• Vox;
  • Morley;
  • Dunlop.
Try out a wah-pedal and see if it's something for you! Did you know? Mark Knopfler from Dire Straits actually uses a wah-pedal on the "Money for Nothing" track. The wah is set in a "fixed" position, meaning that the position of the pedal is set the same for the whole track.


After the wah-pedal you'll place your compressor. A compressor will be excellent for some funk or for adding some sparkle and sustain to your solos. The need for a compressor can depend and I'll suggest that you try a few ones out at first, and see it you like what a compressor does and what it'll do for your sound.

A couple of great compressors could be:
  • Boss CS-1/CS-2/CS-3;
  • Mooer Yellow Comp;
  • MXR Dyna Comp.

Overdrive & Distortion

Now, this is where we're getting to a major part of every guitarist sounds; the overdrive & distortion pedals! (Man, I really dig those). An overdrive & distortion pedal will basically distort and push your signal coming from your guitar running into your amplifier. Overdrive & distortion is widely used on countless records, by countless of guitarists. There's a lot of different overdrive & distortion brands out there today, so it can be kind of a long journey finding the ones that you love.

Suggestions for overdrive & distortion brands to choose from:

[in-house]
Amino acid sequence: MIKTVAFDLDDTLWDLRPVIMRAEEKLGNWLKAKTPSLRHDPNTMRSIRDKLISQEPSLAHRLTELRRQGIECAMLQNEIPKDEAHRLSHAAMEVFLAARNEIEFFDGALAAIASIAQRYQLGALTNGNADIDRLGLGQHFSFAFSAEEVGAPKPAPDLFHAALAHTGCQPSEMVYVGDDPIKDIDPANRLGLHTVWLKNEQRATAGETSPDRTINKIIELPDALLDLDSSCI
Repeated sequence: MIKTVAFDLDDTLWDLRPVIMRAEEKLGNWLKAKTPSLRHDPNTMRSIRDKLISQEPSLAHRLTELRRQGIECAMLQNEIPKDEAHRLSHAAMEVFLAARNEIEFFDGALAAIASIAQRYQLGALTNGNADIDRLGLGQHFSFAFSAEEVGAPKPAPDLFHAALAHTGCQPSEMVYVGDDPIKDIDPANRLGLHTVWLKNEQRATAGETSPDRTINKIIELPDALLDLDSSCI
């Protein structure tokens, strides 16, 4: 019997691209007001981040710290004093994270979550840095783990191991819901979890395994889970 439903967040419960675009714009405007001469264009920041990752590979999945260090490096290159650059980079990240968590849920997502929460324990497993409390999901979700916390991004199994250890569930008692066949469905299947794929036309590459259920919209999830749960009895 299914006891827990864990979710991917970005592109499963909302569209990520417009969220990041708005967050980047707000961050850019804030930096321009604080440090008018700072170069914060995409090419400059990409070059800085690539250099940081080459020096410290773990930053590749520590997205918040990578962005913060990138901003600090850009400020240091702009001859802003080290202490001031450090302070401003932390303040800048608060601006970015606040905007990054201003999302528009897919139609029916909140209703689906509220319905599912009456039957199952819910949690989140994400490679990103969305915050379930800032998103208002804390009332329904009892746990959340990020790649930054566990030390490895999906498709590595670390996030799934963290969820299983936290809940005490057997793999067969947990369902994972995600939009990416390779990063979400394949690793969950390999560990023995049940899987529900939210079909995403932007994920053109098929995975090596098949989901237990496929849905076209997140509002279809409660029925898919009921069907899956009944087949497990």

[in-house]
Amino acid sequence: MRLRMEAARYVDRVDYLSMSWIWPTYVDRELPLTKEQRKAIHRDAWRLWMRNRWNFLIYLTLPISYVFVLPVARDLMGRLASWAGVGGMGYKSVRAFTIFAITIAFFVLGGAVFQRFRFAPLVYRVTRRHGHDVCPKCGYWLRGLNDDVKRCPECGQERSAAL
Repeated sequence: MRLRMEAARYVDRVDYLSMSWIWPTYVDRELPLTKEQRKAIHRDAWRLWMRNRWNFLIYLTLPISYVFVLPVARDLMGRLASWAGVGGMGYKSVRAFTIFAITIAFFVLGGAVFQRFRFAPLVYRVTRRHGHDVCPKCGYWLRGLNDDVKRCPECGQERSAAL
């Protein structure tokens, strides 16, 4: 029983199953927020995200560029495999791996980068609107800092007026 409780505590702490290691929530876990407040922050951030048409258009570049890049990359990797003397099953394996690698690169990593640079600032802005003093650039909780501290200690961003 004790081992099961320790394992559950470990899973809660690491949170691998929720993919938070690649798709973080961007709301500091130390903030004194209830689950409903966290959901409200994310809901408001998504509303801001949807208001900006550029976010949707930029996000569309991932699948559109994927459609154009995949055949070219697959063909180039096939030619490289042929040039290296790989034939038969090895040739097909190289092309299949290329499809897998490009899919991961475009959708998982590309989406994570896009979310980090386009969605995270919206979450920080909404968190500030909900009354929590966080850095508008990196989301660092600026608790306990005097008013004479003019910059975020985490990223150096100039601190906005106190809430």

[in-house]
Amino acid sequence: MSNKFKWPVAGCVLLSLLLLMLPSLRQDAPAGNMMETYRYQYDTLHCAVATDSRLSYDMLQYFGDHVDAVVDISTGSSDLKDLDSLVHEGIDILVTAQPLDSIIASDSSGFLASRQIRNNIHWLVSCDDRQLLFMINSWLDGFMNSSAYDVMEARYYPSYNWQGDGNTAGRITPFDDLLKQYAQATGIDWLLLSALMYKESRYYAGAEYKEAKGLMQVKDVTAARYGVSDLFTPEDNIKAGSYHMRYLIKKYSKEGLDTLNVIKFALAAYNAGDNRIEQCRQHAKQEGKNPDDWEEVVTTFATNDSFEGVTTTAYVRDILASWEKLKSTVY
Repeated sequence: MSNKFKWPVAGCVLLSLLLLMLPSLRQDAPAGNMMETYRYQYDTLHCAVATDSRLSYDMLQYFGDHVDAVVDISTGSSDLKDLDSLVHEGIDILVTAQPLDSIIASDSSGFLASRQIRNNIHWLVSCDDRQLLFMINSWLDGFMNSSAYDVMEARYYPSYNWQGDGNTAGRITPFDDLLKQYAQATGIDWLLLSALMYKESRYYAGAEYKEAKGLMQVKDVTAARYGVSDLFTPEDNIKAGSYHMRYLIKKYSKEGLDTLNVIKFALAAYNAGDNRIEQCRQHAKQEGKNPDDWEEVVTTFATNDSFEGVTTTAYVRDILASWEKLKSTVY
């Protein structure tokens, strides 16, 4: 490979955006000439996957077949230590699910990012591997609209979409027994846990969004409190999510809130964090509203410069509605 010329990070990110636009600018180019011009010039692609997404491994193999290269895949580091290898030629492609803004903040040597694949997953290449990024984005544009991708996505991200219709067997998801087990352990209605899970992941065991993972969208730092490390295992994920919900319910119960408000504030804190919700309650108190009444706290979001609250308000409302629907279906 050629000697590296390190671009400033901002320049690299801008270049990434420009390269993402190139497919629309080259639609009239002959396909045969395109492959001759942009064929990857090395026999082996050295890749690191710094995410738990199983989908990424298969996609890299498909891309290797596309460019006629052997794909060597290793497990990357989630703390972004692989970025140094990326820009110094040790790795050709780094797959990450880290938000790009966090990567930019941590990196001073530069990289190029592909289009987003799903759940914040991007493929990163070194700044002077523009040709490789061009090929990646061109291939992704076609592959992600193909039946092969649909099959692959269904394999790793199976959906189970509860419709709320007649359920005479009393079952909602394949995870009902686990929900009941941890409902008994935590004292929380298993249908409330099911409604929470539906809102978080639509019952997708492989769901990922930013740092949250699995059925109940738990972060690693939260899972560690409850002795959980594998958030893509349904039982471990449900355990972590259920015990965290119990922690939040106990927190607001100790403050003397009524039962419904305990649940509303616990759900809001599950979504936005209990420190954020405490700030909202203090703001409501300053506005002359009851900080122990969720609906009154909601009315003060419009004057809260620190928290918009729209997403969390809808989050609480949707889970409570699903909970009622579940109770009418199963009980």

• Boss: SD-1 / DS-1 / BD-2 / OS-2 / OD-3 / BC-2 / DS-2.
  • MXR: Super Bada-s Distortion / GT-OD / Distortion + / Fet Drive.
  • Mooer: Green Mile / Hustle Drive / Rumble Drive / Solo Distortion.
  • Electro-Harmonix: Big Muff / East River Drive / Soul Food.
  • Carl Martin: Plexitone / DC Drive / AC-Tone / Heavey Drive.
  • Ibanez: TS-9 Tube Screamer / TS-9 DX.
  • Maxon: OD808X / SD-9 Sonic Distortion / VOP-9 Vintage Overdrive Pro.
  • Blackstar: HT-Series.

Boost Pedal

After your overdrive & distortion pedal you can put a boost pedal. A boost pedal will generally boost your signal, for example, the boost pedal can boost your overdrive to increase the volume/output and/or add more gain/treble/mid/bass, depending on what kind of boost we're talking about.

Boost pedal brands:
  • Blackstar: HT Boost;
  • Mooer: Pure Boost / Flex Boost;
  • Keeley: Katana Boost;
  • Electro-Harmonix: LPB-1 / Screaming Bird;
  • Artec: Gainer Boost;
  • MXR: Micro Amp / Micro Amp +;
  • T.C. Electronic: Spark Booster.

Volume Pedal

With your pedalboard evolving it would be a good idea to get a volume pedal, to control the overall volume of your signal. This makes it a lot easier to adjust your overall volume and by that have a little extra to give, when you have a solo coming up!

Volume pedal suggestions: